1. Vocabulary: (Integrated with music)
Content Standard- Determine the meanings and pronunciations of unknown words by using dictionaries, glossaries, technology and textual features, such as definitional footnotes or sidebars.
Students will be introduced to and use the Four-Step Method:
Definition of method: In constructing a definition of a concept, belief, proposal, or problem, it is helpful to formulate it as a slogan,to expand on it by saying more about the key concepts, to offer an example or two, and to provide some contrasting concepts, beliefs, proposals, or problems. The goal of providing a definition is to prevent or remedy misunderstanding. This method can also be used to evaluate definitions.
Activity Students use text books, tradebooks, internet or other sources to compile a list of terms associated with Westward Expansion. For each term follow the Four-Step Method to create definition. Trade lists with another group and read and discuss any discrepencies.
(Manifest destiny, Conestoga, Oregon Trail, Native American (prejudice- connotations of the word Indian) ‘49ers= prospectors, , claim-jumper, homesteaders, etc.)
Discuss how we can use the computer to find out about History.
Discuss why it might be important to be able communicate effectively in writing
or on the computer.
Assessment: In small groups students design short raps for significant terms using slogans, expansion, examples, exceptions. “SEEE Raps”

2.Poetry (Integrated with Social Studies)
Content Standard Identify and explain the defining characteristics of literary forms and genres, including fairy tales, folk tales, fiction, non-fiction and poetry.
Brainstorm and discuss criteria of poems. Identify familiar types. Introduce Cinquain, Haiku.
With partner students write a poem about the animals of North America or their habitats.
Line 1:
one word
(subject or noun)
Line 2:
two words
(adjectives) that describe line 1
Line 3:
three words
(action verbs) that relate to line 1
Line 4:
four words
(feelings or a complete sentence) that relates to line 1
Line 5:
one word
(synonym of line 1 or a word that sums it up)
Or write a Haiku.
Haiku use simple words and grammar to convey an idea using three short lines of unrhymed poetry. The first line usually contains five (5) syllables, the second line seven (7) syllables, and the third line contains five (5) syllables. A Haiku should "paint" a mental image in the reader's mind. This is the challenge of Haiku - to put the poem's meaning and imagery in the reader's mind in ONLY 17 syllables over just three (3) lines of poetry!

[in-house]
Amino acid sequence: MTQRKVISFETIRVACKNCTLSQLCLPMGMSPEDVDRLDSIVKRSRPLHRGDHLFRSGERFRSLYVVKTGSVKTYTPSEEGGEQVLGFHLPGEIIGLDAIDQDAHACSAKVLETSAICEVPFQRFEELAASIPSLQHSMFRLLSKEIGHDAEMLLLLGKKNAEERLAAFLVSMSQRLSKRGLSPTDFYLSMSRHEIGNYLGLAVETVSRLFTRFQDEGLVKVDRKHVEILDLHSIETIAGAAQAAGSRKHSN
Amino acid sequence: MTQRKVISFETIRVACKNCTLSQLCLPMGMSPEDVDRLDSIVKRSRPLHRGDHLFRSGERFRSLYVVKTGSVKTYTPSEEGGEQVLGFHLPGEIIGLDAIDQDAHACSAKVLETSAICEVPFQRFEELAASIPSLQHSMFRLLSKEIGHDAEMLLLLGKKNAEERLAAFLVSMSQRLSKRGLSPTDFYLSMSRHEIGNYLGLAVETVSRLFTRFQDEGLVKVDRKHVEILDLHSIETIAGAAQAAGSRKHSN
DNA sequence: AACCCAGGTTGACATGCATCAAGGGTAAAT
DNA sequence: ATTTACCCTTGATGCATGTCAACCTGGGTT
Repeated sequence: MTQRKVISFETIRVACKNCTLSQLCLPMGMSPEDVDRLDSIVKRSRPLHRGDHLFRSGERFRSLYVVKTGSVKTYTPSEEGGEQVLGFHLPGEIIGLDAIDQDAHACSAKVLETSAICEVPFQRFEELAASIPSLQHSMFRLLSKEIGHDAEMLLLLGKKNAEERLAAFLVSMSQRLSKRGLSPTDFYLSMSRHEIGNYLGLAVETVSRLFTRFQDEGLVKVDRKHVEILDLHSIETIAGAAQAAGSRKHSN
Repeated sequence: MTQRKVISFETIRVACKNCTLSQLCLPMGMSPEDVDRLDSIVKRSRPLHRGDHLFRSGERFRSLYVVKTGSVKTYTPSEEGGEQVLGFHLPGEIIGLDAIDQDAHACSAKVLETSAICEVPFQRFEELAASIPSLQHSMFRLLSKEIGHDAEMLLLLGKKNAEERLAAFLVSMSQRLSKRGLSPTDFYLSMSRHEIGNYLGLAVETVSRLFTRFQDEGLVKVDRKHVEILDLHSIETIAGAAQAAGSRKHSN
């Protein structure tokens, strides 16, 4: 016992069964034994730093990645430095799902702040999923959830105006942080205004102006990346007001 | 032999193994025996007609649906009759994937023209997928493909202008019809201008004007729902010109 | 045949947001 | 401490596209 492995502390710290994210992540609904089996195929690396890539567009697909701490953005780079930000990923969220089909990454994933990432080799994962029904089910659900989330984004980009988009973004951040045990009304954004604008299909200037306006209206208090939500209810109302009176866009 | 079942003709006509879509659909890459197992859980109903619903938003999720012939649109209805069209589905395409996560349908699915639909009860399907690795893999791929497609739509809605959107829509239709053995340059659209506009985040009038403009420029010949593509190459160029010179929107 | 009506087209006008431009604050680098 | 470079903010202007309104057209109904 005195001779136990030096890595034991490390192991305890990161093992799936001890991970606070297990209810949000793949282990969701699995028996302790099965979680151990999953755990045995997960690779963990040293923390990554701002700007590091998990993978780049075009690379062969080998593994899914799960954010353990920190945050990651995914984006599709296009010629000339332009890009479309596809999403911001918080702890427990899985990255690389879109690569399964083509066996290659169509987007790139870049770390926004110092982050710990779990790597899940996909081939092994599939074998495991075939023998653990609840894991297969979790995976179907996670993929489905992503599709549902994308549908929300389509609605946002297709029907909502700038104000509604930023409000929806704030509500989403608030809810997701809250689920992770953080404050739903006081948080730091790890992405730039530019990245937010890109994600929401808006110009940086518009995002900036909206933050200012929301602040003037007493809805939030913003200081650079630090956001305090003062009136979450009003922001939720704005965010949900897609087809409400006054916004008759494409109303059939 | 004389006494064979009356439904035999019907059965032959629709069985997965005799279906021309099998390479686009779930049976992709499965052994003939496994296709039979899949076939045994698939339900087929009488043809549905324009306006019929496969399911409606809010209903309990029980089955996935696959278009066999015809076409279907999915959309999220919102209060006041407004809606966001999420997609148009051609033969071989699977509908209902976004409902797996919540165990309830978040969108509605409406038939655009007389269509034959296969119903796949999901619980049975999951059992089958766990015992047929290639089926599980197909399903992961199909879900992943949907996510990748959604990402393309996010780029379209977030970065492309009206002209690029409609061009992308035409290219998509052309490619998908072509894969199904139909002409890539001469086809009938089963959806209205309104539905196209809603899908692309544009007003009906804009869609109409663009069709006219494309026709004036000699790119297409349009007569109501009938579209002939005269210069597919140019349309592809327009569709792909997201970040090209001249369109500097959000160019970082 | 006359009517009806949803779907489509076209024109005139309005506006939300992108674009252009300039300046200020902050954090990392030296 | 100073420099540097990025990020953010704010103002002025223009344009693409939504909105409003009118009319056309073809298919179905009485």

3. Letters
Content Standards: Write formal and informal letters that include important details and follow correct letter format.
Generate ideas and determine a topic suitable for writing.
Identify parts of the friendly letter (heading, greeting, body, closing)
Students use teabags and paper to design "old looking" letters (using pen and ink media if can get from art specialist)
Think about how different groups of people were influenced by the push for Westward expansion (families left behind, travelers, Natives). Imagine you are a person living during the times of expansion.
Critical thinking questions: What kinds of feelings would you experience? Would you have conflicting feelings? Why?
What decisions would you have to make regarding what to take with you?
Activity-Write letters home about a subject of your choosing. Use the letter to describe the trail hardships, pioneer dreams, feelings about leaving home, etc. Include details that support your feelings about the move west and the hardships and triumphs pioneers may have had during the journey. Share letters by posting in the hallway for others to read.

4. Reading non-fiction-(Integrated with Social Studies)
Content Standard-Language Arts-Identify and explain the defining characteristics of literary forms and genres, including poetry, drama, fables, fantasies, chapter books, fiction and non-fiction.
Social Studies-Define Manifest Destiny and explain its impact on western expansion.
Critical Reading Strategies- Previewing, Questioning, Summarizing
Begin by previewing the text. Brainstorm based on titles and subtitles, pictures or other non-text features what the text may contain. Read in groups of 3-4. Each group gets a pad of post-its and decides who will be the recorder. As the text is read students ask questions and write them on post-its. Share questions upon completion of reading and discuss answers as whole group.
Compare the text reading on Manifest Destiny with the first hand account by Wilder. What are the similarities, differences? Who is the intended audience in both cases? Which of these sources would you most likely use as research material?
Language Arts-In small groups or with partners make comic strips, story boards based on predictions about what will happen next in the historical fiction Wilder story. Discuss how the story was written (diary) and compare to other stories they have read or heard about. Post strips in hallway or classroom.